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Does anyone know how pressure-fed/hypergolic rocket engines cool themselves down? Do they regenerativly cool themselves?

Thanks!

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Regenerative cooling can be done with pressure-fed rockets just as it is with pump-fed rockets, the only differences are the source of the pressure driving the fuel (and sometimes oxidizer) through the cooling channels, and the lower pressures that are practical when the entire tank must be pressurized.

Hypergolic engines can be either pressure-fed or pump-fed. Some hypergolic propellants might be problematic for use as engine cooling, but N2O4/hydrazine engines have used regenerative cooling.

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The space shuttle's Orbital Maneuvering Engines (OMEs) were pressure-fed hypergolic engines burning nitrogen tetroxide and mono-methyl hydrazine.

The combustion chamber was regeneratively cooled by hydrazine flow. The nozzle extension was radiation cooled.

enter image description here

Source: Orbital Maneuvering System Training Manual

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An alternative to regenerative cooling is film cooling.

Film cooling has been in use for small pressure fed thrusters for decades, not least on the Marquardt R4D used on the Apollo Service Module for attitude control - see the photo below. This was a 490N MMH/Mon engine that has also been used on countless other programmes.

R4D quad unit for Apollo Service Module

The principle has also been used on a wide range of other thrusters in the range 10N to 500N at least and is the default design approach in this class.

The rough principle of operation is that the injector directs some fuel at the combustion chamber wall where it flows along the wall and out to the nozzle. It evaporates along the way, because of the heat developed by adjacent combustion of the fuel and oxidiser in the centre of the chamber, and in doing so it keeps the walls cool.

There have been real life examples of similar thrusters having problems from burn-through and side-jets forming (i.e. the last thing before catastrophic failure) where this film has not completely covered the walls, perhaps because of operation at the wrong mixture ratio or duty cycle. But on the whole it is a extremely well established method of cooling.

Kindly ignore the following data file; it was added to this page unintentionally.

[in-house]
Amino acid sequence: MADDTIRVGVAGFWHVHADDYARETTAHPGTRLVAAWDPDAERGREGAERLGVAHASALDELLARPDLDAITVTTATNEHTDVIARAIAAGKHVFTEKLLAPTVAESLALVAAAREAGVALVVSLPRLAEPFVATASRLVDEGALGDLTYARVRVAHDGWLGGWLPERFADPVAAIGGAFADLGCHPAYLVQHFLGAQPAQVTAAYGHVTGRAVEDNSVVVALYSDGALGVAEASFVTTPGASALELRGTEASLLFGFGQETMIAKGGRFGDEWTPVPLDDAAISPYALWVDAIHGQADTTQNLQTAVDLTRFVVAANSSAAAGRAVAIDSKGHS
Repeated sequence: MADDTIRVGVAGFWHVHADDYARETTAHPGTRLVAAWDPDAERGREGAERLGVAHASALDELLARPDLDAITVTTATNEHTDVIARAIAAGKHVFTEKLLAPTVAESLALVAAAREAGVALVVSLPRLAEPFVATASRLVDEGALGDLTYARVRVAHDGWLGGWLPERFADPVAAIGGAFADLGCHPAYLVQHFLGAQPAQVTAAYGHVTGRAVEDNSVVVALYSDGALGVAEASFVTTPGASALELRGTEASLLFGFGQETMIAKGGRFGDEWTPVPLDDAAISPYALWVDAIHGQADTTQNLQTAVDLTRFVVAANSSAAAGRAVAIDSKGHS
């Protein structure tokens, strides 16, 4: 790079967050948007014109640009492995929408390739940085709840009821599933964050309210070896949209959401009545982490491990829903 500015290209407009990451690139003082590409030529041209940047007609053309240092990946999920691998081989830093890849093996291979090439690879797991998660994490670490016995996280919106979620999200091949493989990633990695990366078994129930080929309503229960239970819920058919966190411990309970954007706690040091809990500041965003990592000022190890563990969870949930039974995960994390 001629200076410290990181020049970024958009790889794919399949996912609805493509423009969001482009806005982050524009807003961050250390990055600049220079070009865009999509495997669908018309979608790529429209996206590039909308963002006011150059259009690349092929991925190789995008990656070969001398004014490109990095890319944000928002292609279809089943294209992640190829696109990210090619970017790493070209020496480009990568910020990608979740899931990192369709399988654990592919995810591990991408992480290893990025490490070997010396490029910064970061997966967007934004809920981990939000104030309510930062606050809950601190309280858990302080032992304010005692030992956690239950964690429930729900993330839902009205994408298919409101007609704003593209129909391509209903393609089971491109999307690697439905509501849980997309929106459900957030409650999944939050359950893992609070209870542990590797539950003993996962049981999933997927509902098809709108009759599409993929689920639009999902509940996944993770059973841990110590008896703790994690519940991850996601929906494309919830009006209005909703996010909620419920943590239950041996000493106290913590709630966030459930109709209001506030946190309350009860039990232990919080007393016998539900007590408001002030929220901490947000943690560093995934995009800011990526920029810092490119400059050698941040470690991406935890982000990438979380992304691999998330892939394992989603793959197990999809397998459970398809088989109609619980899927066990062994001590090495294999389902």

Further details of consideration of Marquard film cooled thrusters for the Space Shuttle RCS can be found in this report: SSRCS

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    $\begingroup$ After the Challenger accident they "protected" the shuttle RCS from burnthrough by wrapping the control wires around the chamber, where they'd be burnt through and shut the engine off. Bit kludgy, that. Thanks for the link. $\endgroup$ – Organic Marble Jan 24 at 16:04
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    $\begingroup$ That's pretty horrendous! It says a lot about project momentum for that to be accepted, despite it being an all-around safety review. I'm sure if a subcontractor had proposed that for a new design they'd be laughed out of the design review. $\endgroup$ – Puffin Jan 24 at 21:15
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    $\begingroup$ Marquardt proposed a more sophisticated fix involving some kind of sensor - I forget the details - but NASA picked the kludge. $\endgroup$ – Organic Marble Jan 24 at 21:19
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Pressure fed engines of PSLV's fourth stage (PS4) are hypergolic (MON/MMH) and their combustion chamber is regeneratively cooled with their Columbium alloy nozzle being cooled radiatively. They are modified versions of PSLV first stage (PS1) Roll Control Thrusters.

enter image description hereenter image description hereenter image description here

Here is a good view of cooling channels machined on combustion chamber walls.

enter image description here

Image sources:

https://web.archive.org/web/20210101224749/http://asaco.in/aerospace/precision-cnc-machined-omponents/

https://web.archive.org/web/20210101224745/http://asaco.in/aerospace/sub-systems-for-aerospace/

https://www.isro.gov.in/sites/default/files/flipping_book/9-Space_India-234_1989/files/assets/basic-html/page-7.html

https://www.isro.gov.in/pslv-upper-stage-engines-ps4-successfully-restarted-space

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    $\begingroup$ Great pictures! $\endgroup$ – Organic Marble Jan 24 at 19:26

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